Under such circumstances, scarcely a plant can be named, though cultivated in the rudest manner, which has not given birth to several varieties. It can hardly be maintained that during the many changes which this earth has undergone, and during the natural migrations of plants from one land or island to another, tenanted by different species, that such plants will not often have been subjected to changes in their conditions analogous to those which almost inevitably cause cultivated plants to vary. No doubt man selects varying individuals, sows their seeds, and again selects their varying offspring. But the initial variation on which man works, and without which he can do nothing, is caused by slight changes in the conditions of life, which must often have occurred under nature. Man, therefore, may be said to have been trying an experiment on a gigantic scale; and it is an experiment which nature during the long lapse of time has incessantly tried. Hence it follows that the principles of domestication are important for us. The main result is that organic beings thus treated have varied largely, and the variations have been inherited. This has apparently been one chief cause of the belief long held by some few naturalists that species in a state of nature undergo change.

I shall in this volume treat, as fully as my materials permit, the whole subject of variation under domestication. We may thus hope to obtain some light, little though it be, on the causes of variability,--on the laws which govern it, such as the direct action of climate and food, the effects of use and disuse, and of correlation of growth,--and on the amount of change to which domesticated organisms are liable. We shall learn something of the laws of inheritance, of the effects of crossing different breeds, and on that sterility which often supervenes when organic beings are removed from their natural conditions of life, and likewise when they are too closely interbred. During this investigation we shall see that the principle of Selection is highly important. Although man does not cause variability and cannot even prevent it, he can select, preserve, and accumulate the variations given to him by the hand of nature almost in any way which he chooses; and thus he can certainly produce a great result. Selection may be followed either methodically and intentionally, or unconsciously and unintentionally. Man may select and preserve each successive variation, with the distinct intention of improving and altering a breed, in accordance with a preconceived idea; and by thus adding up variations, often so slight as to be imperceptible by an uneducated eye, he has effected wonderful changes and improvements. It can, also, be clearly shown that man, without any intention or thought of improving the breed, by preserving in each successive generation the individuals which he prizes most, and by destroying the worthless individuals, slowly, though surely, induces great changes. As the will of man thus comes into play, we can understand how it is that domesticated breeds show adaptation to his wants and pleasures. We can further understand how it is that domestic races of animals and cultivated races of plants often exhibit an abnormal character, as compared with natural species; for they have been modified not for their own benefit, but for that of man.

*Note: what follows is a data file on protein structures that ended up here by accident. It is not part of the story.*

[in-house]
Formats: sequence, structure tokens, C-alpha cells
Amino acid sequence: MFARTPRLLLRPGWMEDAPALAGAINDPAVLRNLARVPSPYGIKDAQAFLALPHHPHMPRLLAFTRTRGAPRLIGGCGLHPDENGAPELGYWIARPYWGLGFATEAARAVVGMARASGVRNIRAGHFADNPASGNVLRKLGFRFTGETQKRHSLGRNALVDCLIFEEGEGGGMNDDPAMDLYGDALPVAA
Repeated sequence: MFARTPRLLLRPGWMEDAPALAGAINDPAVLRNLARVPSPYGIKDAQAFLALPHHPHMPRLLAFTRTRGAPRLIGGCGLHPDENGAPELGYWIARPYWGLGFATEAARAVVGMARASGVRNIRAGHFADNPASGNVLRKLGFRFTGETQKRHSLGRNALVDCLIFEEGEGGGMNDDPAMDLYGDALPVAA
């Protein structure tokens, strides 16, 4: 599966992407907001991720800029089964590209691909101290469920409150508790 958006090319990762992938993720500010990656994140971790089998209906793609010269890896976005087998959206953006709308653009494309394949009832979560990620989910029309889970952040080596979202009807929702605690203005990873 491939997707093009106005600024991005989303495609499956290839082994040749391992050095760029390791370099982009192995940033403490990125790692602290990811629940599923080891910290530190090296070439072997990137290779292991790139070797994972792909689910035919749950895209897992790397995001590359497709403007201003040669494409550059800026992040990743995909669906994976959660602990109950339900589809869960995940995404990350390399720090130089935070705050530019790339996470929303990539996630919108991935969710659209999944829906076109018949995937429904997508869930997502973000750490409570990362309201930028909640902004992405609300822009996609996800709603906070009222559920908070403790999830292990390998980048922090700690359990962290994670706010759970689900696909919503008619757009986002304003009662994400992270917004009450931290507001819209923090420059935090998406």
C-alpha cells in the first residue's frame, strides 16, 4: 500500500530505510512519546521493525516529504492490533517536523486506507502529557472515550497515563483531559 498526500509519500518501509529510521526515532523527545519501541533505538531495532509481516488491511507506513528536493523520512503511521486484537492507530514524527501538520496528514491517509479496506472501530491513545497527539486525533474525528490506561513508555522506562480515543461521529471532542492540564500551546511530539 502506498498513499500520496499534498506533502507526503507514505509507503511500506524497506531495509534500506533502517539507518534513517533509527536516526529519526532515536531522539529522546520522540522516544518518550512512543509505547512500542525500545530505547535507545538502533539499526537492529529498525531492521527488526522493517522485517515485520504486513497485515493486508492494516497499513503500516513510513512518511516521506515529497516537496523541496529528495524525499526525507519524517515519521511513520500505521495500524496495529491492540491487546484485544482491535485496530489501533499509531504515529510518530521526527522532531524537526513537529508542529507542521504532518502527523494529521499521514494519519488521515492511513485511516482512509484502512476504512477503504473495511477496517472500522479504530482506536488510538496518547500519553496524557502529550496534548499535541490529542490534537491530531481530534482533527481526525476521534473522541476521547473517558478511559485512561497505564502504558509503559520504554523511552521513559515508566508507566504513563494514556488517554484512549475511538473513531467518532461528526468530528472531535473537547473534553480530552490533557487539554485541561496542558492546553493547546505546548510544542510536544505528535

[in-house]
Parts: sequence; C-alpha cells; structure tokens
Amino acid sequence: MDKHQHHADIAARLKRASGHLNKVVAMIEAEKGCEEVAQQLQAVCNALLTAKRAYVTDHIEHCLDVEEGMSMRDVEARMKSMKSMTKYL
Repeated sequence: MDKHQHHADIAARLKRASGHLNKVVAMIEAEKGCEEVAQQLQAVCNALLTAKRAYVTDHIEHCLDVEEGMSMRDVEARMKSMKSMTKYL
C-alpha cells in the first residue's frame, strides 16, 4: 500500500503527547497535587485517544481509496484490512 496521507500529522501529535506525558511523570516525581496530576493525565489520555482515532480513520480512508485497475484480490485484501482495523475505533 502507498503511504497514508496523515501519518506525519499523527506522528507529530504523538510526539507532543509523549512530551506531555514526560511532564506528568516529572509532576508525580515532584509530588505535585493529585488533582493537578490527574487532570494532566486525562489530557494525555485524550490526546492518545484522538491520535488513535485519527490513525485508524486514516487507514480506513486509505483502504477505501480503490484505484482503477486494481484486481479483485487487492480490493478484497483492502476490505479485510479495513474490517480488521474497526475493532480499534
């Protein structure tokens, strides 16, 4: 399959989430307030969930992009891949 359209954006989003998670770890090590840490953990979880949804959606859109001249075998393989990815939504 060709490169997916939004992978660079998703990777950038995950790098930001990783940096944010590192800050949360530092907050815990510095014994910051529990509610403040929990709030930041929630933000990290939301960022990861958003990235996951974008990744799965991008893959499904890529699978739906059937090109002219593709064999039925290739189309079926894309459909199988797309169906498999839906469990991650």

In another work I shall discuss, if time and health permit, the variability of organic beings in a state of nature; namely, the individual differences presented by animals and plants, and those slightly greater and generally inherited differences which are ranked by naturalists as varieties or geographical races. We shall see how difficult, or rather how impossible it often is, to distinguish between races and sub-species, as the less well- marked forms have sometimes been denominated; and again between sub-species and true species. I shall further attempt to show that it is the common and widely ranging, or, as they may be called, the dominant species, which most frequently vary; and that it is the large and flourishing genera which include the greatest number of varying species.

The Variation of Animals and Plants Under Domestication V1 Page 07

19th Century English Literature

Charles Darwin

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Charles Darwin

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